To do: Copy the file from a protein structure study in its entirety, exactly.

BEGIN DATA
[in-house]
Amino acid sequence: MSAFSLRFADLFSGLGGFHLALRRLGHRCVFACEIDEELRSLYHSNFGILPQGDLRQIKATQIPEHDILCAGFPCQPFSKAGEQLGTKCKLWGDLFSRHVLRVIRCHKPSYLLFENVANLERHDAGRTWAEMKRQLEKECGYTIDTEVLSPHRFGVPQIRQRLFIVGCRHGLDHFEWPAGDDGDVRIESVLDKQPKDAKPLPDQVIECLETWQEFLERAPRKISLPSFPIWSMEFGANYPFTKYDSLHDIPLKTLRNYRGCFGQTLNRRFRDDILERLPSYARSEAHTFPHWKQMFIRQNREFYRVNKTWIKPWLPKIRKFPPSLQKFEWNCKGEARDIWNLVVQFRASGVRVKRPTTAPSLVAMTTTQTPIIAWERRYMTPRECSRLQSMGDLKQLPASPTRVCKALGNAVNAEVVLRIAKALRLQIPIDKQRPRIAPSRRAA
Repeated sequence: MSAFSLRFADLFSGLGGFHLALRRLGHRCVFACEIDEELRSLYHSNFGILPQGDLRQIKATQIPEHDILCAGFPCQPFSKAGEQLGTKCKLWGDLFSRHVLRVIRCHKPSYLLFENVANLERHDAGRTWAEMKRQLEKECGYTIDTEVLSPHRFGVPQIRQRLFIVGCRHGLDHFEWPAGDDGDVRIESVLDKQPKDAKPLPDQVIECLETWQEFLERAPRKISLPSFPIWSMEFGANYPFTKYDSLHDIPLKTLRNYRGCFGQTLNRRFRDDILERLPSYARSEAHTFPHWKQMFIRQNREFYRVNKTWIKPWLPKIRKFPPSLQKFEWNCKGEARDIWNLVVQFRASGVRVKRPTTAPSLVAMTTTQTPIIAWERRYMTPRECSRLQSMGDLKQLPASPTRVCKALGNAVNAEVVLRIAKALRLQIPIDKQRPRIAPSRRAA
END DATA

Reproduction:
[in-house]
Amino acid sequence: MSAFSLRFADLFSGLGGFHLALRRLGHRCVFACEIDEELRSLYHSNFGILPQGDLRQIKATQIPEHDILCAGFPCQPFSKAGEQLGTKCKLWGDLFSRHVLRVIRCHKPSYLLFENVANLERHDAGRTWAEMKRQLEKECGYTIDTEVLSPHRFGVPQIRQRLFIVGCRHGLDHFEWPAGDDGDVRIESVLDKQPKDAKPLPDQVIECLETWQEFLERAPRKISLPSFPIWSMEFGANYPFTKYDSLHDIPLKTLRNYRGCFGQTLNRRFRDDILERLPSYARSEAHTFPHWKQMFIRQNREFYRVNKTWIKPWLPKIRKFPPSLQKFEWNCKGEARDIWNLVVQFRASGVRVKRPTTAPSLVAMTTTQTPIIAWERRYMTPRECSRLQSMGDLKQLPASPTRVCKALGNAVNAEVVLRIAKALRLQIPIDKQRPRIAPSRRAA
Repeated sequence: MSAFSLRFADLFSGLGGFHLALRRLGHRCVFACEIDEELRSLYHSNFGILPQGDLRQIKATQIPEHDILCAGFPCQPFSKAGEQLGTKCKLWGDLFSRHVLRVIRCHKPSYLLFENVANLERHDAGRTWAEMKRQLEKECGYTIDTEVLSPHRFGVPQIRQRLFIVGCRHGLDHFEWPAGDDGDVRIESVLDKQPKDAKPLPDQVIECLETWQEFLERAPRKISLPSFPIWSMEFGANYPFTKYDSLHDIPLKTLRNYRGCFGQTLNRRFRDDILERLPSYARSEAHTFPHWKQMFIRQNREFYRVNKTWIKPWLPKIRKFPPSLQKFEWNCKGEARDIWNLVVQFRASGVRVKRPTTAPSLVAMTTTQTPIIAWERRYMTPRECSRLQSMGDLKQLPASPTRVCKALGNAVNAEVVLRIAKALRLQIPIDKQRPRIAPSRRAA